Carlos Correa has always been a well-thought-of prospect. But with his performance lately, particularly at the Excellence Tournament in Puerto Rico last week, he's moved into elite territory.
Correa should become the highest-drafted Puerto Rican high school player ever come June 4, with his name being mentioned frequently in conversations about the top five to 10 picks. He's currently No. 5 on MLB.com's Top 100 Draft prospects.
Correa had performed well last fall, and he stood out during January's Perfect Game World Showcase in Fort Myers, Fla. But because of where he lives, many of the decision-makers for each organization hadn't seen the talented shortstop since then. But they were there in force last week, and he didn't disappoint.
"He's doing it on a big stage," said one scout who saw him play at the Excellence Tournament. "All the big boys were down there. [Scouting] directors were at the event."
Correa hit a pair of home runs with all of those eyes on him and he has left no doubt about his ability to hit quality fastballs. He's shown at these events that he can turn and drive even above-average velocity.
When a player is mentioned in this stratosphere, there's going to be a good amount of nitpicking. With Correa, it's been about his ability to recognize breaking balls. That's often a skill that players Correa's age struggle with. The scout above isn't too worried, pointing out that outside of fellow Puerto Rican J.O. Berrios, who has his own share of helium and is usually on Correa's team at events, Correa's not going to see quality breaking stuff.
Lead balloon update
When the 2012 college season kicked off, many eyes were on Georgia Southern, where Friday starter Chris Beck appeared to be a definite first-round candidate.
He has the stuff to be a starting pitcher at the next level, with three Major League average-or-better pitches. As a result, he's listed at No. 25 on the Top 100. But that's already down from where he was in the fall Top 50 (No. 8) due to what most have called a lackluster spring, especially of late.
"Sometimes a guy like that is seen early good, seen in the middle good, then he tails off late," a scout said. "Chris Beck was supposed to be someone. He was a big name out of the summer. Now you don't even hear his name."
Beck threw very well in the Cape Cod League, putting him in position to solidify his stock as a first-round type with a strong junior season. He broke out of the gate well enough, allowing just three earned runs and striking out 13 over 13 innings in his first two starts.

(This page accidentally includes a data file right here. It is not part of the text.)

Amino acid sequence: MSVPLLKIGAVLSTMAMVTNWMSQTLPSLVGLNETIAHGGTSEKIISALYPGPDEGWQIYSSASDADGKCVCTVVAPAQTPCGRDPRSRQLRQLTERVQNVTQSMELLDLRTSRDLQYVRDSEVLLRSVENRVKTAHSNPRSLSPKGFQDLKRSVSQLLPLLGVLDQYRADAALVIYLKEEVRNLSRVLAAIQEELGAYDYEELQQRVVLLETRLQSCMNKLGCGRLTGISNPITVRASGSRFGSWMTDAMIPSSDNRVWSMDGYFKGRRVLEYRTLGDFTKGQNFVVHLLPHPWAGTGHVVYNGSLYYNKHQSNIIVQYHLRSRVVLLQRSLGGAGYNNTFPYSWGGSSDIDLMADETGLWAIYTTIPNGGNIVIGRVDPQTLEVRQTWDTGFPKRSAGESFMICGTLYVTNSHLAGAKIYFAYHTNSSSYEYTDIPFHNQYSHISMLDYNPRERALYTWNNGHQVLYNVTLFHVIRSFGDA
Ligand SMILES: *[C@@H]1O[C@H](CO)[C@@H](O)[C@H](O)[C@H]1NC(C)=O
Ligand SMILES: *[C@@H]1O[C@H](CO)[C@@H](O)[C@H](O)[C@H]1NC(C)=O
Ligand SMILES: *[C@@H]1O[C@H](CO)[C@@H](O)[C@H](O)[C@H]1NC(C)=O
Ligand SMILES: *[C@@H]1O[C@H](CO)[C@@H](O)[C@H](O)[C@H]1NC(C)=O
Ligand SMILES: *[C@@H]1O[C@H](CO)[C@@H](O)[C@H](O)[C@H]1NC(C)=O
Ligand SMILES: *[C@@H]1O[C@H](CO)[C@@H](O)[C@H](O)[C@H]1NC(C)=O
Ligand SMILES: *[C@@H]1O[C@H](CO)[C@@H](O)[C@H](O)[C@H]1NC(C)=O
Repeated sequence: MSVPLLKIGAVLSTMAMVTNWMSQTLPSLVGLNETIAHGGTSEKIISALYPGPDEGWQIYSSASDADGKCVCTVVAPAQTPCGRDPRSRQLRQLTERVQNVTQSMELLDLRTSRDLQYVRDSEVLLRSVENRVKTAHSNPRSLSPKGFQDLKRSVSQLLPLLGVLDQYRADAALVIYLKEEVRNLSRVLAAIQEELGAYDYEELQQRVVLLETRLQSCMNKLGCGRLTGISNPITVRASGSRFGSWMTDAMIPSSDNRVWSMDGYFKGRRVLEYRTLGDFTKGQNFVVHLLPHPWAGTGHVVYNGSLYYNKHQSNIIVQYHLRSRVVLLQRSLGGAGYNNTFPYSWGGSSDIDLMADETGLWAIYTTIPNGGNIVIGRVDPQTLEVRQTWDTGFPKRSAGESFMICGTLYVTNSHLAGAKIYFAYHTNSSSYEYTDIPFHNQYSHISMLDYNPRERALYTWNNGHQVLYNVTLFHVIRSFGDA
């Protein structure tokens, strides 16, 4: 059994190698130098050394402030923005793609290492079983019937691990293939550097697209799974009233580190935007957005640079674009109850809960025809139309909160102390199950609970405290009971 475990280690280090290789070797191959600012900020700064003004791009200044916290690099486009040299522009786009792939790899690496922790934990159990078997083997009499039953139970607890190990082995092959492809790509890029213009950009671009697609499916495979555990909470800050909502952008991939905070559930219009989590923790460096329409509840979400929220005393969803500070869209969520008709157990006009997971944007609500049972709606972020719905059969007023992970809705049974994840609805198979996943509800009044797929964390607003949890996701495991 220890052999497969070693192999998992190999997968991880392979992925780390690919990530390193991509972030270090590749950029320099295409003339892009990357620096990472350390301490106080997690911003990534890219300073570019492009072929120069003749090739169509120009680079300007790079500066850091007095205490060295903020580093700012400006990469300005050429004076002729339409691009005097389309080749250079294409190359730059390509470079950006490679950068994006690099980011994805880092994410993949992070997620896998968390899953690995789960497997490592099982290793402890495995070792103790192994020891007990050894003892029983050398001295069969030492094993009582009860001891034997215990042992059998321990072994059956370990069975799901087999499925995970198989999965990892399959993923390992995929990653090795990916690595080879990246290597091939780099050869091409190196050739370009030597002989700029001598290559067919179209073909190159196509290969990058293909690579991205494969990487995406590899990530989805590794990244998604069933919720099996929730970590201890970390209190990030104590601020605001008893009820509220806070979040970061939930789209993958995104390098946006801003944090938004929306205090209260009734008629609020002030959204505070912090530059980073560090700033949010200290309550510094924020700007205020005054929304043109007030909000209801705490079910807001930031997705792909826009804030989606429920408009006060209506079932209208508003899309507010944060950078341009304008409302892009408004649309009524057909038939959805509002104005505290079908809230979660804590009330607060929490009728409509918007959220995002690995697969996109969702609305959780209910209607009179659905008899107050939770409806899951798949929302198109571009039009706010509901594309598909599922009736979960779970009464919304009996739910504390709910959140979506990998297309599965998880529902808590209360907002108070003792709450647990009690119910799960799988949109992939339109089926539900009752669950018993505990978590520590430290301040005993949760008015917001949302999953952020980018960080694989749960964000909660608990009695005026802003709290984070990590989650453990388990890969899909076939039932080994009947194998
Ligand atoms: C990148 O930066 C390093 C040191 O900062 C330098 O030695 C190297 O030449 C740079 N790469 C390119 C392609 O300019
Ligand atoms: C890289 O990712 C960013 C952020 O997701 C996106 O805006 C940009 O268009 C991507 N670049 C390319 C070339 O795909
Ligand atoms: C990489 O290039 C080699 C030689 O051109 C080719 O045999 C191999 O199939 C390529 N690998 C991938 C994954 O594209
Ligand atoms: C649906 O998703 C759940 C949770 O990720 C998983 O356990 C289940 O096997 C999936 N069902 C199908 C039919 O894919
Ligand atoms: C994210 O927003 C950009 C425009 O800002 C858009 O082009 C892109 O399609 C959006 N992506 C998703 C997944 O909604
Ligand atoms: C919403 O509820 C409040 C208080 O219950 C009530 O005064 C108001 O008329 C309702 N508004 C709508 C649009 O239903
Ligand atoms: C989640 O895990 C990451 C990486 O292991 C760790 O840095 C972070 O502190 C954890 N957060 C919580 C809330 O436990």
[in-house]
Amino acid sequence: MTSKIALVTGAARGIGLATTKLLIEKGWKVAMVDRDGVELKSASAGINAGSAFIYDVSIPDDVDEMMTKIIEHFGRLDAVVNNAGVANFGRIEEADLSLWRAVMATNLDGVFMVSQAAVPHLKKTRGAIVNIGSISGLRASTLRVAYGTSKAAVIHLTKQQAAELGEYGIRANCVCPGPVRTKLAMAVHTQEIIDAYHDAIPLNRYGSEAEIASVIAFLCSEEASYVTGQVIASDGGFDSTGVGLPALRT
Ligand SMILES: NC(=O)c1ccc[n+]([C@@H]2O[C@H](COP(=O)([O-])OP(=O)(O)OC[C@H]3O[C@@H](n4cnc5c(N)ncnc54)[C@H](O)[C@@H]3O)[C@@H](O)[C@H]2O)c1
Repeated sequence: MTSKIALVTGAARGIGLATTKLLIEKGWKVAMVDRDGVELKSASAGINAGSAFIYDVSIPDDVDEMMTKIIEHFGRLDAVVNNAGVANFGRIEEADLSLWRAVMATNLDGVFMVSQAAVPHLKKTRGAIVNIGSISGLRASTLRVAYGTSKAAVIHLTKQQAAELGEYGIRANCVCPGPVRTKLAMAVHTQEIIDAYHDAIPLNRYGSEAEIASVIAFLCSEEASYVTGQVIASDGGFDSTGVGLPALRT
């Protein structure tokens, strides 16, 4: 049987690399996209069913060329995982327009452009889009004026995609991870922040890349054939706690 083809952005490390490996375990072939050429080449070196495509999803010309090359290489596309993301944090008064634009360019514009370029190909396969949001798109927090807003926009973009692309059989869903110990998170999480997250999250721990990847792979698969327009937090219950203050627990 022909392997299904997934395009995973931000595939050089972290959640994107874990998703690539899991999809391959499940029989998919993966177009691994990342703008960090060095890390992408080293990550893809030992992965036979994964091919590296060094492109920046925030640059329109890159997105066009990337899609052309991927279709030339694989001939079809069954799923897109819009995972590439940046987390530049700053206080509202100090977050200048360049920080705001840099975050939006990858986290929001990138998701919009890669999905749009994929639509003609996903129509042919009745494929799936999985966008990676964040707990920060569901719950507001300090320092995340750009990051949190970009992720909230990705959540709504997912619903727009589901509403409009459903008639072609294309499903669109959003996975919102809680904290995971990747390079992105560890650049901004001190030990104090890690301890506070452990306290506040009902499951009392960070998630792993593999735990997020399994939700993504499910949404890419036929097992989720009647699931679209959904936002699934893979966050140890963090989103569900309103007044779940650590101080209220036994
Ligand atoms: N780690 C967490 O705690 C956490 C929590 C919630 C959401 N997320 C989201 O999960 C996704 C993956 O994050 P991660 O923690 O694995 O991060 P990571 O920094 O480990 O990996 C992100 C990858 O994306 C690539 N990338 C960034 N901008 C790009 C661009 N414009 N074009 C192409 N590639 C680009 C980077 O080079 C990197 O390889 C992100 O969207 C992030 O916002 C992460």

Beck has been up and down lately. Last Friday, he gave up 10 hits and five runs over six innings. Two weeks ago, he was better, as he gave up just four hits and four unearned runs. But the start before that one, Beck was touched for 12 hits and seven runs (four earned) in eight innings, though he did strike out 11.
The culprit, it seems, is a flat fastball.
"At times, he looks like just another right-hander," the scout said. "A guy who could be a No. 5 starter, maybe."
On the shelf
There might not be a more closely watched right elbow in the coming weeks than Lucas Giolito's.
The season began with Giolito as the top high school arm in the Draft, and arguably the top talent in the class. There was some talk of him being a serious candidate to become the first prep right-hander to ever be taken No. 1 overall.
That came crashing to a halt when he was sidelined with a sprained ulnar collateral ligament, forcing him to miss nearly all of his senior season.
Now, slowly, Giolito is on his way back, though how far back remains to be seen. The big right-hander, who hit triple digits with his fastball early in the year, was cleared to begin throwing last week. He did throw from 30-50 feet on flat ground recently -- basically just playing catch.
The goal, it seems, is to get Giolito up to speed so he can throw from a mound in front of scouts at least two weeks before the Draft. Two weeks prior to the Draft is two weeks from now -- Monday, May 21. Whether Giolito can achieve that goal is up in the air.
It will depend on the health of his arm, and Giolito has told scouts he won't do it if he doesn't feel his arm is 100 percent. Without being able to see him throw, especially with little medical information available about his elbow, it's hard to determine how teams will be able to make an informed decision about this talented pitcher. This will remain a very interesting storyline to watch right up through the Draft.
Week in review
Some notes from around the amateur scene in the past week:
Potential No. 1 pick candidate Mark Appel (No. 2 in the Top 100), who's been a bit inconsistent this season, has turned in back-to-back solid outings for Stanford. Two starts ago, he beat UCLA on the road, allowing just one run on eight hits, walking none and striking out 10 over seven innings. Last Friday, he went seven again, allowing two runs on nine hits, walking none and striking out four against Oregon State. Scouts liked what they saw, as his velocity was up to 95 mph and sitting consistently in the 92-93 mph range. Appel also threw his hard breaking ball for strikes.
Giolito's Harvard-Westlake teammate Max Fried (No. 7) did not throw particularly well in his start on Tuesday. He was only at around 86-88 mph for the first few innings, according to scouts in attendance, though he did finish up strong, topping out at 92-93 mph late in the game. He'll get one more regular-season start on Tuesday to show scouts that last week was an aberration.
Sleeper of the week: Mitch Haniger, Cal Poly
In a year in which quality college bats are hard to come by, Haniger keeps adding to his resume as one to watch. Last weekend at UC-Davis, the Cal Poly center fielder went 5-for-12 with a double, two homers and five RBIs. The right-handed hitter is hitting .345 on the year, with 10 homers and 50 RBIs in 45 games.